An important thing to know about a sampling distribution that will help many understand the process is that it is not the distribution of a solitary sample, it is actually the process of selecting all possible subsets from a population and calculating a selected statistic, such as the mean or proportion, and using that information to make inferences about the population.
Sampling is the act of pulling all possible samples from the population and calculating the selected statistic and then putting it back in the “bucket”, and pulling another sample and calculating the mean and again putting that sample back in the bucket. This is called sampling because it is a process that is repeated. When you take each statistic, for instance the mean, from each sampling, and plot it on graph, theoretically each mean of all samples pulled will be close, although not exact, to the observed parameter of the population. The plotting will resemble the bell curve (see left).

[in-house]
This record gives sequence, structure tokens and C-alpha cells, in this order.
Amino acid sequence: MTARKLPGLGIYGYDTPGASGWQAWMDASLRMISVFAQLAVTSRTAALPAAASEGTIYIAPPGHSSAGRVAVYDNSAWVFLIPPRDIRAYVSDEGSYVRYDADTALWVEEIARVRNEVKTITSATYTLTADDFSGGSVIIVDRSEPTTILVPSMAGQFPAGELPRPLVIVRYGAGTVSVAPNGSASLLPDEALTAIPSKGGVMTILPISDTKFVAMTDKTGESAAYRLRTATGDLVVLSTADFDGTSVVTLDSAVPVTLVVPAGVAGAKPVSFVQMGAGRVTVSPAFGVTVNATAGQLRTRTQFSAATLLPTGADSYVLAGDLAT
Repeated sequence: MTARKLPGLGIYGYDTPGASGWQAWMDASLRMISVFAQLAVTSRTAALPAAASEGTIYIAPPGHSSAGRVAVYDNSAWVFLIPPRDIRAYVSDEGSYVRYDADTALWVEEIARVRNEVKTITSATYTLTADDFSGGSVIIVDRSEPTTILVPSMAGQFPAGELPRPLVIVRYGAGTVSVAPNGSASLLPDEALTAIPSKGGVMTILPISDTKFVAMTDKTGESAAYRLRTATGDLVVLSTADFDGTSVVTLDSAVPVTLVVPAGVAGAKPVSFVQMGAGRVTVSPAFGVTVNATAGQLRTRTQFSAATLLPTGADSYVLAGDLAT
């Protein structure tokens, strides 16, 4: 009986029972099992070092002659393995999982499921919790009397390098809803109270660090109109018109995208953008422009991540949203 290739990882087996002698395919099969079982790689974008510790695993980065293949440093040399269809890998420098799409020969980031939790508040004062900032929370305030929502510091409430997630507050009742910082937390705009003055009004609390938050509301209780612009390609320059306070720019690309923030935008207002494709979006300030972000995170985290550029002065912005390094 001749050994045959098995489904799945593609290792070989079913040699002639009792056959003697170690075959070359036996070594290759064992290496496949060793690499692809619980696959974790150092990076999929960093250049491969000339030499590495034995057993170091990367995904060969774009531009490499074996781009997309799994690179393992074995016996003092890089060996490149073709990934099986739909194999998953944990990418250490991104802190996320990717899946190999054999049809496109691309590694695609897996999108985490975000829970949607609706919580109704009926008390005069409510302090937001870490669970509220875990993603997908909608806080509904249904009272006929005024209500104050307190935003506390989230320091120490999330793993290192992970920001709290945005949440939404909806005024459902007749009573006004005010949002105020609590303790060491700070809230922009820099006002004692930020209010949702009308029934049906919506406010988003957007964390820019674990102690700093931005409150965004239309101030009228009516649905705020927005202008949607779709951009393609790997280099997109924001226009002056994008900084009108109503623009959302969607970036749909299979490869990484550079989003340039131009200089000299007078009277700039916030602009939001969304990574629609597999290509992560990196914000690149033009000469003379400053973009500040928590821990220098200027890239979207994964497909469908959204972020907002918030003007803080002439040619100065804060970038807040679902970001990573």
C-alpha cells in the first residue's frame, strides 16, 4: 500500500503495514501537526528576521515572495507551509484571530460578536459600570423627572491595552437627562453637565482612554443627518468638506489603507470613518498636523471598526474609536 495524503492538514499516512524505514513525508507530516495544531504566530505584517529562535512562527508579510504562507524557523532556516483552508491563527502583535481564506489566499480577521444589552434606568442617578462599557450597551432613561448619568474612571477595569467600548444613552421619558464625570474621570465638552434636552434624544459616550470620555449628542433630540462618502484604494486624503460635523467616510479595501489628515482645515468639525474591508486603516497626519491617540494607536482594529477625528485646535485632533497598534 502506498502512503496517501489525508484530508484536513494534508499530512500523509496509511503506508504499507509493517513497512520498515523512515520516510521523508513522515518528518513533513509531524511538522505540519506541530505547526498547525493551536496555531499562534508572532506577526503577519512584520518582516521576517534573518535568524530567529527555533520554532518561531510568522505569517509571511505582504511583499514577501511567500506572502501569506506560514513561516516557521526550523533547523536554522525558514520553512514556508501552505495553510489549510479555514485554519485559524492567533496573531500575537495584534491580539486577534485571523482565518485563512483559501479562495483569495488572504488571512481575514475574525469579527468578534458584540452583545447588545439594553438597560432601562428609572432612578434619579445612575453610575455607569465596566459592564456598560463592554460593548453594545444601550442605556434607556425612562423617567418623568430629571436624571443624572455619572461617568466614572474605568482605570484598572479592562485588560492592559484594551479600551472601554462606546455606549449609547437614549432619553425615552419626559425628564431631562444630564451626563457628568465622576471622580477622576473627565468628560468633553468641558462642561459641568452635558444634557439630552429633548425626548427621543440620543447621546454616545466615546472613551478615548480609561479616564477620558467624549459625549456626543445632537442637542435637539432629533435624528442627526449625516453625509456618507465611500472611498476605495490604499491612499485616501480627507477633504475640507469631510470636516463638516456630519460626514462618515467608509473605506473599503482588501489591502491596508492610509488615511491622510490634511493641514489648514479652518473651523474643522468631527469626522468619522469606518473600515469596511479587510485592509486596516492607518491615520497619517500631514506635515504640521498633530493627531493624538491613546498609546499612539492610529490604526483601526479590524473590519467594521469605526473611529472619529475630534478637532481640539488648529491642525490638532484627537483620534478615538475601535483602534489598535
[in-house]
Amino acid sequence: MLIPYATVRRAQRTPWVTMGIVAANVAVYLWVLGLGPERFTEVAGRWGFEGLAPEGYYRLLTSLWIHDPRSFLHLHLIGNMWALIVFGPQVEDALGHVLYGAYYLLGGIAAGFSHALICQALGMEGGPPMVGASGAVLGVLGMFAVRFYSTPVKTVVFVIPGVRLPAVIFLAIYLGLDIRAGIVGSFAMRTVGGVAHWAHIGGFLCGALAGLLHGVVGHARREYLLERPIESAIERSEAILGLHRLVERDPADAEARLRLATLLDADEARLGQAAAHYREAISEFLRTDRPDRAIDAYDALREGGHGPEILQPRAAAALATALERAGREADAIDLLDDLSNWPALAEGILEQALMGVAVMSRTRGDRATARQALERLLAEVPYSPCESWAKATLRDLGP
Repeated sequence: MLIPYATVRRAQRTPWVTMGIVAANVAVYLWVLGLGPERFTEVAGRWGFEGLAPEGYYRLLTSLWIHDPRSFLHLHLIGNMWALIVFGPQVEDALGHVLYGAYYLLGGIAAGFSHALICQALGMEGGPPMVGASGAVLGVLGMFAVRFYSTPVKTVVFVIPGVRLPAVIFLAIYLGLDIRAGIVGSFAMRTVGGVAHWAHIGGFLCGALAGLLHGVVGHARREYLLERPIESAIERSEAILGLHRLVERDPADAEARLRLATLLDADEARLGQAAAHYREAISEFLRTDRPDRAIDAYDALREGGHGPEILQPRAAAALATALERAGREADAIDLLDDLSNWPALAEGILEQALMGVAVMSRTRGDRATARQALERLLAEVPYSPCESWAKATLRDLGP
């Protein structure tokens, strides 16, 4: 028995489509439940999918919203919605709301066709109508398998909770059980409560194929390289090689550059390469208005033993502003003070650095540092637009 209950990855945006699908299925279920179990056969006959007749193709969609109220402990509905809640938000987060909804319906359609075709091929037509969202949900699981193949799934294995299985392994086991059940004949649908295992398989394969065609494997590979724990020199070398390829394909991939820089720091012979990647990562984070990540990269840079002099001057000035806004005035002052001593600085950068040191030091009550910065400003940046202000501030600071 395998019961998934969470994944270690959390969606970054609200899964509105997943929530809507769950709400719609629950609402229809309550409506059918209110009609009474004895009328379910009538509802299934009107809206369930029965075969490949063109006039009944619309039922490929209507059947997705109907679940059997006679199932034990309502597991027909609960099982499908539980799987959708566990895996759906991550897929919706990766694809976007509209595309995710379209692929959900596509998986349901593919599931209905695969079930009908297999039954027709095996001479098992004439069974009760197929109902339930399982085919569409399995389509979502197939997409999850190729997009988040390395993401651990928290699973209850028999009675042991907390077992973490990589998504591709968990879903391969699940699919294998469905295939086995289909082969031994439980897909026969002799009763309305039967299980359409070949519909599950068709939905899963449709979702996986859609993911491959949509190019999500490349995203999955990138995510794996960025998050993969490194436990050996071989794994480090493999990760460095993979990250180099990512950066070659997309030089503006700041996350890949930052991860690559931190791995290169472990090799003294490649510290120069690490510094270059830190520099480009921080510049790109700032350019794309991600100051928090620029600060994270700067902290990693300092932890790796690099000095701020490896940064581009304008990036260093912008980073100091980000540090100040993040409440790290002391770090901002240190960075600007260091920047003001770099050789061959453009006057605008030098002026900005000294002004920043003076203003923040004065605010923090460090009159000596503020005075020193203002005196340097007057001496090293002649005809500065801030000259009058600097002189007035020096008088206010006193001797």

It is not realistic that researchers will be able to pull all possible combinations of samples, as this would be expensive and time intensive, but theoretically the information they gain from the samples of the population they do investigate will be similar to one another and cluster around a particular value, and this value can be interpreted as the same as the population value (see right). These results are then considered to be generalizable to the population.
I think the below video is a good depiction of what the textbook attempts to represent in Figure 7.5 on page 223. For some reason that graphic was hard for me to interpret-I think this video, and the graphics above add a little visual clarity to what the textbook tries to explain
The concept of a sampling distribution is often the most difficult concept in introductory statistics for students to grasp. Locate and present at least one internet resource that explains and illustrates the concept. What do you think it adds to the description in your textbook?